hans memling at the frick
Post #667 • November 23, 2005, 7:29 AM • 25 Comments
My review of Hans Memling at the Frick.
Technical: the viewer is an XSLT template, which means the next time I want to create one of these things, I feed a new XML document into it, and the template renames the page, re-creates the page numbers across the top, and formats the text and images automatically. In other words, expect more of these soon. The only glitch is that hyperlinks are not appearing; I've decided that it's not a deal-killer, and I'm working on a solution. In a related problem, I've misunderstood something about the internationalization and UTF-8 encoding, so that I couldn't figure out how to implement diacriticals - Städtische, Musée, etc. Also, it hasn't been tested on any other screen or browser except mine. But for now, onward and upward. The hardest part about doing this again will be preparing the photos.
Speaking of which, people ought to be taking lessons from the Frick on how to put a press kit together: a disk with 14 images, a corresponding list of image info next to little reproductions of the images concerned, a six-page press release, and a comprehensive reprint of wall texts, maps, and object labels. Big thanks to the press office at the Frick.
Next week: Van Gogh and Fra Angelico at the Met.
November 23, 2005, 9:23 AM
Gah. Fantastic. Man, I have got to get to New York soon.
November 23, 2005, 9:53 AM
Good job on your fancy review interface! Way better than the old pdf-style!
The paintings are beautiful. I love the pays-bas painters. Love the pigs and toads and funny hairdos, love the cloth and steady eyes.
I think, though, that I am not the greatest fan of your review style. I don't want to critique it, as I know it is my preference.
November 23, 2005, 10:11 AM
Fixed the diacriticals. Just had to use numeric Unicode entities.
November 23, 2005, 10:53 AM
Thanks, Franklin. Wonderful stuff, of course. Numbers 6-8 are especially fine--amazing skill made even more impressive by understatement. These people are quite alive, fully individual, and fascinating as people, not just beautifully painted images. Poetry indeed.
November 23, 2005, 11:06 AM
Interesting to see that the paintings at pages 3 and 7 use the same device of resting the sitter's fingertips on the lower edge of the painting in a way that joins the space of the viewer and the painting. I've always been struck by how Memling did this in his Christ Blessing at the MFA. In that instance it creates an even more powerful presence that, along with the direct gaze, must have made it an especially compelling subject of meditation. Obviously it's different with the portraits, but it still gets you nonetheless.
November 23, 2005, 11:09 AM
I am really exited of your presentation of Memling. Thank you. Maybe the same system on Dorsch Gallery too ?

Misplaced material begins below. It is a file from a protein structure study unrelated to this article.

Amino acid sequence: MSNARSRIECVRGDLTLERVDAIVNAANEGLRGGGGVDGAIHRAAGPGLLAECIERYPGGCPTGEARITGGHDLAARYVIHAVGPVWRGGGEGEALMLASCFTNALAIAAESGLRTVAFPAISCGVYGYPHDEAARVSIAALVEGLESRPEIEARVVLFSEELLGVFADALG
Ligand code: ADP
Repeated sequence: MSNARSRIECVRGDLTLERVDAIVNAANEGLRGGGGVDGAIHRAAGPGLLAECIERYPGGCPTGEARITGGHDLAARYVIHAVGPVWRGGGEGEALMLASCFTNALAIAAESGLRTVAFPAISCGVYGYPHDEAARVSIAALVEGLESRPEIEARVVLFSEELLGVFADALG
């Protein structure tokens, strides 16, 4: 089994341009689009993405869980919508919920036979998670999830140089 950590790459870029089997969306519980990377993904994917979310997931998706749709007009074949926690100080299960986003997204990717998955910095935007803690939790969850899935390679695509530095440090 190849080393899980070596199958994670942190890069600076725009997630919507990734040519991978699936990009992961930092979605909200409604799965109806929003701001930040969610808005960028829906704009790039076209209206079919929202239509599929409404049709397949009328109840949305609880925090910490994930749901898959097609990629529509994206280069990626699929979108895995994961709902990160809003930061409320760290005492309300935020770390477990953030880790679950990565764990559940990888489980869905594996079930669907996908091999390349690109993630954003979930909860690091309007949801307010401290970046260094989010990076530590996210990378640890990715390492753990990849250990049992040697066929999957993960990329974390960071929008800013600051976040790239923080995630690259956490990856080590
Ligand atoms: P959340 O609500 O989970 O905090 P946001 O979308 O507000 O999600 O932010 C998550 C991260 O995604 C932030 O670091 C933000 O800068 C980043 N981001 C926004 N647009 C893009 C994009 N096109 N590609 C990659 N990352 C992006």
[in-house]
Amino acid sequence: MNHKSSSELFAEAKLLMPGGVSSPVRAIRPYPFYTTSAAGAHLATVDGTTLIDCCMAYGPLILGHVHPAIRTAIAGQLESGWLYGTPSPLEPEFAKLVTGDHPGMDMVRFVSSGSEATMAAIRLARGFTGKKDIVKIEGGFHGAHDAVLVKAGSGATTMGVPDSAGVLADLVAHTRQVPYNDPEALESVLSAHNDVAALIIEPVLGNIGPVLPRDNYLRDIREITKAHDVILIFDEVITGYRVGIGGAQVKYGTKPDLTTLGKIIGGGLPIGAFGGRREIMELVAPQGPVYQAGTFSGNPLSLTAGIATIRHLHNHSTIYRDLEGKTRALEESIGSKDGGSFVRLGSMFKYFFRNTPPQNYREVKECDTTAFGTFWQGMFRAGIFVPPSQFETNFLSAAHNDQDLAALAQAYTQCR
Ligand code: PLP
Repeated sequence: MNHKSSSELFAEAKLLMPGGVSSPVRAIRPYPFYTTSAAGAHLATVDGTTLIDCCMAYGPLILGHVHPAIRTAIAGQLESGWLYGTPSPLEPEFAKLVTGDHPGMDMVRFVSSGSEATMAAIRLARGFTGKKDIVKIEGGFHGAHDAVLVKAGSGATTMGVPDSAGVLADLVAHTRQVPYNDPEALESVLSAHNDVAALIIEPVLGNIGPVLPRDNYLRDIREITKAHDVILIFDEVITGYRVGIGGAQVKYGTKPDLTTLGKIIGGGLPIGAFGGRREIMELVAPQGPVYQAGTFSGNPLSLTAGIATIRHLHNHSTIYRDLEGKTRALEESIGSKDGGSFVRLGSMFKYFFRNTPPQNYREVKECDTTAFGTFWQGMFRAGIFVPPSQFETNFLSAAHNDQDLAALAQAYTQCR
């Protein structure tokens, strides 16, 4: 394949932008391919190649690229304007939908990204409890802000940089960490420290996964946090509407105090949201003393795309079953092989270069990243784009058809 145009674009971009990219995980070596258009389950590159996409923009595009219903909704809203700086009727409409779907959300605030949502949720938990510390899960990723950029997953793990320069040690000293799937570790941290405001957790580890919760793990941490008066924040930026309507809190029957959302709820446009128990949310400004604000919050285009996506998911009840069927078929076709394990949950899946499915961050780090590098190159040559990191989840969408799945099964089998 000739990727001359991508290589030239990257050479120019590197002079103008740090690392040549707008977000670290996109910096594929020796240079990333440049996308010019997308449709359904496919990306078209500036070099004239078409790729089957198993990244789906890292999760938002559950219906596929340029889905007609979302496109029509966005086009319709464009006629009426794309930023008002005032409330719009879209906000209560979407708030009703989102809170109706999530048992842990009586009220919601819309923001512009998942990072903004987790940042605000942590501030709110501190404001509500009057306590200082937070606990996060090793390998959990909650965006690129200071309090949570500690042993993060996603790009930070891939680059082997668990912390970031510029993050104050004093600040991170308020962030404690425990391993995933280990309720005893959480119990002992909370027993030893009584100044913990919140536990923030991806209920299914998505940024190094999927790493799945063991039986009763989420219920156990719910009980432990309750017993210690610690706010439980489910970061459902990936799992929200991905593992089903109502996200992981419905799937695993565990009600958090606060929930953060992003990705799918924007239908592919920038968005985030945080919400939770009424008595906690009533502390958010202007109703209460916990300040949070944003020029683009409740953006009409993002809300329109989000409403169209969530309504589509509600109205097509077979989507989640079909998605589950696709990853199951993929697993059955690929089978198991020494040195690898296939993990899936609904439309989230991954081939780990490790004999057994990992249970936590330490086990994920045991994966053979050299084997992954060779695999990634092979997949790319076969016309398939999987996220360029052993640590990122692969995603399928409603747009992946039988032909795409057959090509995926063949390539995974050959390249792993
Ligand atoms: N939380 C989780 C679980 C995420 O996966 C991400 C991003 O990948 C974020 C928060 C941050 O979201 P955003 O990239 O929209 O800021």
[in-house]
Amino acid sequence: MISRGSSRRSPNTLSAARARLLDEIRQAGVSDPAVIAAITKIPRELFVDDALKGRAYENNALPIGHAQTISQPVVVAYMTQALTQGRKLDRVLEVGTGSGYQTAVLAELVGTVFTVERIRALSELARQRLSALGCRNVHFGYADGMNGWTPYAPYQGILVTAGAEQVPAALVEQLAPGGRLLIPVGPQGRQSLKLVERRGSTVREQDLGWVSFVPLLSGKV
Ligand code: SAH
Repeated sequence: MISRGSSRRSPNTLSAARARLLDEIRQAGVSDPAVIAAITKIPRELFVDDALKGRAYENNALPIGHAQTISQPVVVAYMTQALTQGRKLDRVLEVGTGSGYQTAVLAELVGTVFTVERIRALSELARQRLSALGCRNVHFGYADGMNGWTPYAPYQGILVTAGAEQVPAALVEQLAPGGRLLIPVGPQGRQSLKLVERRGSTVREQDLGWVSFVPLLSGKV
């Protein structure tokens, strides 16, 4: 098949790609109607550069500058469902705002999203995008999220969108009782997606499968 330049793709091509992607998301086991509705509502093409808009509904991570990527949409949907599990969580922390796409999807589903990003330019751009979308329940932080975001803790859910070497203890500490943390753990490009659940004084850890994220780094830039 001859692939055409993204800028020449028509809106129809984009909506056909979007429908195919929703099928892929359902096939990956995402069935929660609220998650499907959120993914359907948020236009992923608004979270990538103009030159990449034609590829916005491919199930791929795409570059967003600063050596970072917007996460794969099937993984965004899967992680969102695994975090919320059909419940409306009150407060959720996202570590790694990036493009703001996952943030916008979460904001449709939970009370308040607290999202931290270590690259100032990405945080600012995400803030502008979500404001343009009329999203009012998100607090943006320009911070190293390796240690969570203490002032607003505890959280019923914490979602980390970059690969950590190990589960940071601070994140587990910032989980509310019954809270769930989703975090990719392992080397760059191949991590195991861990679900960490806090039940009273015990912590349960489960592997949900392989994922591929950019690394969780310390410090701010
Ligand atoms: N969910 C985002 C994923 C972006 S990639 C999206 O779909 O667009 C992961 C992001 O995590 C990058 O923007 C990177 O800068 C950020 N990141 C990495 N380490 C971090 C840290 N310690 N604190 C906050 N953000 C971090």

November 23, 2005, 5:29 PM
And to think that I might have gone about my day perfectly content had I remained ignorant of this show's existence on our shores.
Now that you've clued me in, I'm cursing myself for my lack of proximity to Manhattan.
Damn you, internets.
(BTW: I look forward to clicking through your upcoming special deal on Fra Angelico, painfully aware that I won't be seeing that one up close and personal either.)
November 23, 2005, 5:54 PM
nice and clean.
fyi: the met has a wonderful slide library that i hope you visited while there. it is located in the basement. As an educator (i was at the time), the fee is waived. It is so wonderful to take out slides and or disks of anything and everything in the met. Incredible. not that you could take them to florida, though. :-)
November 23, 2005, 6:05 PM
"These people are quite alive, fully individual, and fascinating as people, not just beautifully painted images. Poetry indeed."
I agree Jack, interesting also that the expressions in these old paintings have a real modern feel to them.
Very nice layout Franklin. I still would like a pdf Version that I can print. Might be too much work, but a file download for a small fee on the credits page might be the solution.
November 23, 2005, 6:50 PM
Thanks to all for the compliments.
Hans: Dorsch, upcoming Basel mayhem, basically, anything over five images long.
Guy: Guess what. I'm considering a choice between the two outputs for future implementations.
November 23, 2005, 8:02 PM
Mother of God, I just looked at it in WinIE. I should be allowed to hit Bill Gates with a hammer every time I have to make some kind of idiotic workaround for his worthless browser.
November 23, 2005, 9:55 PM
Your last couple of virtual unveilings deserve the praise they've received, and more. All consistent with the zen-programming that supports your blog, Franklin. miami.goseeart.com makes me want to institute something of the like in Edmonton. Almost. I can think of one or two people here who could do it well, but I'm not one of them.
My greatest thanks in regard to your blog is for the ban on overt advertising. It's almost a palpable relief to open artblog.net after cruising other great sites, like theonion.com, which are chock-a-block with hard-to-block-out ads.